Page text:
Hepatitis B virus (HBV) continues to be a worldwide public health concern. There are more than 240 million people with chronic infection across the globe and 780 000 deaths each year as a result of acute or chronic HBV.1 Infants born to mothers with chronic HBV infection are at very high risk of acquiring the virus and progressing to chronic infection.2,3 In the 1970s–1980s, HBV vaccine and high-titer HBV immune globulin (HBIG) were effective in preventing vertical transmission (VT), and the combination was ∼90% effective.4–6 Prevention programs have since focused on universal screening of pregnant women for HBV surface antigen to identify those requiring prophylaxis.
In this issue of Pediatrics, Schille and Murphy7 share data from the Centers for Disease Control and Prevention on efforts to identify HBV-infected pregnant women from selected sites in a public health–funded network. Much of the data they share is good news. Almost 95% of infants born to these HBV-infected mothers are receiving the combined prophylaxis and 99% of infants across the board are receiving all 3 doses of HBV vaccine at and after birth. These results should cause us to stop and recognize the scope and success of the tremendous efforts of everyone involved in preventing HBV VT.
This article should also spur us to take the next step in HBV prevention. We have known for many years that infants born to HBV-infected pregnant women with more “active” disease (HBV e-antigen positive or HBV DNA levels ≥107 copies/mL) make up almost all of those infants for whom vaccine and HBIG fail to prevent transmission.8,9 The widespread efforts documented in this article reinforce this point.7 Some studies have shown that using antiviral agents, specifically tenofovir, to suppress HBV DNA in pregnant women with active disease in the third trimester can prevent VT when combined with standard of care.10,11 Many adult hepatologists already do this routinely for those women with chronic HBV infection with risk factors for VT prophylaxis failure when they become pregnant. To find the women with previously unknown disease, we as a medical community need to broaden, standardize, and implement these practices so they can be used by everyone. The authors suggest additional reflex testing of all women who are HBV surface antigen positive to identify those with e-antigen present or significant HBV DNA levels as an option. Those women who test positive and are defined as being at high risk of prophylaxis failure are systematically referred and started on antiviral therapy. A program like this has already been implemented with some success in northern California.12 Further studies will need to be performed to optimize this management: How do we ensure that screening and reflex testing occur? Which antiviral agent is best? When should it be started to maximize benefit? How long should it be continued to maximize protection and minimize antiviral resistance?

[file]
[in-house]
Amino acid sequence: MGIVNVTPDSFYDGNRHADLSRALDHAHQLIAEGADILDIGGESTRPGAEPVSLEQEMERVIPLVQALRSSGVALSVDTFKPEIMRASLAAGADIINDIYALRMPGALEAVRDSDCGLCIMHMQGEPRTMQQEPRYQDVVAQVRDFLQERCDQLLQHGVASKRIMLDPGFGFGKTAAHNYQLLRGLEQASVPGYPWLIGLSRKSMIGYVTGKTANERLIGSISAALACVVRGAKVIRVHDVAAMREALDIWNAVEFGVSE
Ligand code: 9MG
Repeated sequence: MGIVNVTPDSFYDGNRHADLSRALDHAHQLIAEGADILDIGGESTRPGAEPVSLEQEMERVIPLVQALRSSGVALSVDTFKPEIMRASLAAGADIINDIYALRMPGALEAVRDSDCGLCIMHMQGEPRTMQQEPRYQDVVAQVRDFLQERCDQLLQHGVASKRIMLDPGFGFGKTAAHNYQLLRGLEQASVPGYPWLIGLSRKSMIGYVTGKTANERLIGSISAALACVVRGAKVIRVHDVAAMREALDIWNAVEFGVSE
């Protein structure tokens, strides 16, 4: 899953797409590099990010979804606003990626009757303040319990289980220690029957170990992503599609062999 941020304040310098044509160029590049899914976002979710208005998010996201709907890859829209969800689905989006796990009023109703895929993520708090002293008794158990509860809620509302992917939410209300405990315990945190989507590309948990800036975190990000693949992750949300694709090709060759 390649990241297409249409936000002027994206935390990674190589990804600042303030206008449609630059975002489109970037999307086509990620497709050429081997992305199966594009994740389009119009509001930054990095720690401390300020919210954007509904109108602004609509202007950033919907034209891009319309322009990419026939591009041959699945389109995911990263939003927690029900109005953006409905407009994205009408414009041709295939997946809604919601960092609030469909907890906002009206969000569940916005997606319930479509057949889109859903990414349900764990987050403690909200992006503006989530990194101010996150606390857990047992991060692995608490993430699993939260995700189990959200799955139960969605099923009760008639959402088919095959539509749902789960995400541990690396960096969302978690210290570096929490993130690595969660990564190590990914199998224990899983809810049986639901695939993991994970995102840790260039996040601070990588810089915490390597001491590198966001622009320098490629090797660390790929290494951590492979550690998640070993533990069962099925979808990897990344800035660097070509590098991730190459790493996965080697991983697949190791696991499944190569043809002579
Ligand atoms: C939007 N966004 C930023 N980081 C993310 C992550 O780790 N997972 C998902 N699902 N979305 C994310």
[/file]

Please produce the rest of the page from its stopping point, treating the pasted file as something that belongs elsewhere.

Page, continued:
Further studies are important because there are tangible downstream risks to using antiviral agents during pregnancy. Women in the “immune tolerant” phase of chronic HBV, with HBV e-antigen positive and high-level HBV DNA in the absence of symptoms or elevated liver enzymes, may transition to a more active phase of hepatitis when treatment is stopped postpartum.13 Despite the published warning, there is likely little infant drug exposure if a woman breastfeeds while taking tenofovir, but fetal drug exposure before delivery could have some long-term effect that is not yet appreciated.14
It is clear that we have come a long way in preventing HBV VT. It is also clear that it is time to take the next step. We have the tools available; we just need to have the will.
The author thanks Michael Fried for his thoughtful review and comments.
- Accepted February 2, 2015.
- Address correspondence to Ravi Jhaveri MD, Division of Pediatric Infectious Diseases, University of North Carolina at Chapel Hill School of Medicine, 2242 Genome Sciences Building, CB 7231, 250 Bell Tower Dr, Chapel Hill, NC 27599-7231. E-mail:
Opinions expressed in these commentaries are those of the author and not necessarily those of the American Academy of Pediatrics or its Committees.
FINANCIAL DISCLOSURE: The author has indicated he has no financial relationships relevant to this article to disclose.
FUNDING: No external funding.
POTENTIAL CONFLICT OF INTEREST: The author has indicated he has no potential conflicts of interest to disclose.
COMPANION PAPER: A companion to this article can be found on page e1141, online at www.pediatrics.org/cgi/doi/10.1542/peds.2014-3213.
- 1.↵World Health Organization. Hepatitis B fact sheet. Published 2015. Available at: www.who.int/mediacentre/factsheets/fs204/en/. Accessed January 28, 2015
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- Copyright © 2015 by the American Academy of Pediatrics